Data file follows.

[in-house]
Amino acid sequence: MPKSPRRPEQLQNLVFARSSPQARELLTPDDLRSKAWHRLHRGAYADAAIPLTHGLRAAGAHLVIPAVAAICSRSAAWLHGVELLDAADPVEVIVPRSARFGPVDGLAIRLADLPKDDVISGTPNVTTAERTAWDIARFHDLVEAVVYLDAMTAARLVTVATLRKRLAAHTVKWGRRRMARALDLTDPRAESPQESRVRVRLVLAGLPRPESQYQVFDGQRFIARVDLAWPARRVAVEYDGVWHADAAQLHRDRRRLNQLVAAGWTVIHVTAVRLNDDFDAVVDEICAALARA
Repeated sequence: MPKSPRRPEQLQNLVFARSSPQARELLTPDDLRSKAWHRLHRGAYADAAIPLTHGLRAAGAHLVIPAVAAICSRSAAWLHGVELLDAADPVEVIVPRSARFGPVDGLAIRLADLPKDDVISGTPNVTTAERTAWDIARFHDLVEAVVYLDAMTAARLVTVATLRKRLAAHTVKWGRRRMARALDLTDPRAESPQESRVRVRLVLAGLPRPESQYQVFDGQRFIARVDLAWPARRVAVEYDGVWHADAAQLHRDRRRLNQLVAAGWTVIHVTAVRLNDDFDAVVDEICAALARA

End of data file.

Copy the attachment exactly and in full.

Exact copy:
[in-house]
Amino acid sequence: MPKSPRRPEQLQNLVFARSSPQARELLTPDDLRSKAWHRLHRGAYADAAIPLTHGLRAAGAHLVIPAVAAICSRSAAWLHGVELLDAADPVEVIVPRSARFGPVDGLAIRLADLPKDDVISGTPNVTTAERTAWDIARFHDLVEAVVYLDAMTAARLVTVATLRKRLAAHTVKWGRRRMARALDLTDPRAESPQESRVRVRLVLAGLPRPESQYQVFDGQRFIARVDLAWPARRVAVEYDGVWHADAAQLHRDRRRLNQLVAAGWTVIHVTAVRLNDDFDAVVDEICAALARA
Repeated sequence: MPKSPRRPEQLQNLVFARSSPQARELLTPDDLRSKAWHRLHRGAYADAAIPLTHGLRAAGAHLVIPAVAAICSRSAAWLHGVELLDAADPVEVIVPRSARFGPVDGLAIRLADLPKDDVISGTPNVTTAERTAWDIARFHDLVEAVVYLDAMTAARLVTVATLRKRLAAHTVKWGRRRMARALDLTDPRAESPQESRVRVRLVLAGLPRPESQYQVFDGQRFIARVDLAWPARRVAVEYDGVWHADAAQLHRDRRRLNQLVAAGWTVIHVTAVRLNDDFDAVVDEICAALARA